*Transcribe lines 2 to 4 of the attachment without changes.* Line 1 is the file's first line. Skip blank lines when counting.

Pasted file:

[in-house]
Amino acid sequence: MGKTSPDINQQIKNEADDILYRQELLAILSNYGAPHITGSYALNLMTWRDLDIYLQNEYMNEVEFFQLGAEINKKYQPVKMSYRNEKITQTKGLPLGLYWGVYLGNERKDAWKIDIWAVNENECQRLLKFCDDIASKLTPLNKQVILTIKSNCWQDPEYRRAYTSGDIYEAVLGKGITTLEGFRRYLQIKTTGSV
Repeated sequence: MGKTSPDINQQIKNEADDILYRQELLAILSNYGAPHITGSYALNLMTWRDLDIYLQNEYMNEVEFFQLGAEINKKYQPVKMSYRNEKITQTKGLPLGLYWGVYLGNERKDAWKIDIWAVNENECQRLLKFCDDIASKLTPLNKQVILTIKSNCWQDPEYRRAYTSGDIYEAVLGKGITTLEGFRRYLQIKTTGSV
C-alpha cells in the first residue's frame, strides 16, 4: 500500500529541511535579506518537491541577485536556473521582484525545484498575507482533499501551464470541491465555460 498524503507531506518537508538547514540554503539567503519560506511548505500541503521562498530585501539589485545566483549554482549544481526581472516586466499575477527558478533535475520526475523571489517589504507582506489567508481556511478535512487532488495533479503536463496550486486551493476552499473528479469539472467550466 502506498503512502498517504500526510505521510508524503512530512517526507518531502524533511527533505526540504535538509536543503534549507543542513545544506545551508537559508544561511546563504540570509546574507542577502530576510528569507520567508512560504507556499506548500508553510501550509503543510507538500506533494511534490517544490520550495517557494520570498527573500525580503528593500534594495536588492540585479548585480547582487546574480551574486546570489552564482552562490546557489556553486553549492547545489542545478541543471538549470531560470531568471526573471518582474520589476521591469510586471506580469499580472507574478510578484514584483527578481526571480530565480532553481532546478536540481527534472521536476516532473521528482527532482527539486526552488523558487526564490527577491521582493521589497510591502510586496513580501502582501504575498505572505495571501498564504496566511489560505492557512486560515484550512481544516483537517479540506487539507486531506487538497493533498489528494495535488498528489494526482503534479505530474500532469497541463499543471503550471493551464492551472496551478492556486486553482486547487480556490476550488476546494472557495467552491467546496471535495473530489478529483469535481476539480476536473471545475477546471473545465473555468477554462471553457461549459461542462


Amino acid sequence: MGKTSPDINQQIKNEADDILYRQELLAILSNYGAPHITGSYALNLMTWRDLDIYLQNEYMNEVEFFQLGAEINKKYQPVKMSYRNEKITQTKGLPLGLYWGVYLGNERKDAWKIDIWAVNENECQRLLKFCDDIASKLTPLNKQVILTIKSNCWQDPEYRRAYTSGDIYEAVLGKGITTLEGFRRYLQIKTTGSV
Repeated sequence: MGKTSPDINQQIKNEADDILYRQELLAILSNYGAPHITGSYALNLMTWRDLDIYLQNEYMNEVEFFQLGAEINKKYQPVKMSYRNEKITQTKGLPLGLYWGVYLGNERKDAWKIDIWAVNENECQRLLKFCDDIASKLTPLNKQVILTIKSNCWQDPEYRRAYTSGDIYEAVLGKGITTLEGFRRYLQIKTTGSV
C-alpha cells in the first residue's frame, strides 16, 4: 500500500529541511535579506518537491541577485536556473521582484525545484498575507482533499501551464470541491465555460 498524503507531506518537508538547514540554503539567503519560506511548505500541503521562498530585501539589485545566483549554482549544481526581472516586466499575477527558478533535475520526475523571489517589504507582506489567508481556511478535512487532488495533479503536463496550486486551493476552499473528479469539472467550466 502506498503512502498517504500526510505521510508524503512530512517526507518531502524533511527533505526540504535538509536543503534549507543542513545544506545551508537559508544561511546563504540570509546574507542577502530576510528569507520567508512560504507556499506548500508553510501550509503543510507538500506533494511534490517544490520550495517557494520570498527573500525580503528593500534594495536588492540585479548585480547582487546574480551574486546570489552564482552562490546557489556553486553549492547545489542545478541543471538549470531560470531568471526573471518582474520589476521591469510586471506580469499580472507574478510578484514584483527578481526571480530565480532553481532546478536540481527534472521536476516532473521528482527532482527539486526552488523558487526564490527577491521582493521589497510591502510586496513580501502582501504575498505572505495571501498564504496566511489560505492557512486560515484550512481544516483537517479540506487539507486531506487538497493533498489528494495535488498528489494526482503534479505530474500532469497541463499543471503550471493551464492551472496551478492556486486553482486547487480556490476550488476546494472557495467552491467546496471535495473530489478529483469535481476539480476536473471545475477546471473545465473555468477554462471553457461549459461542462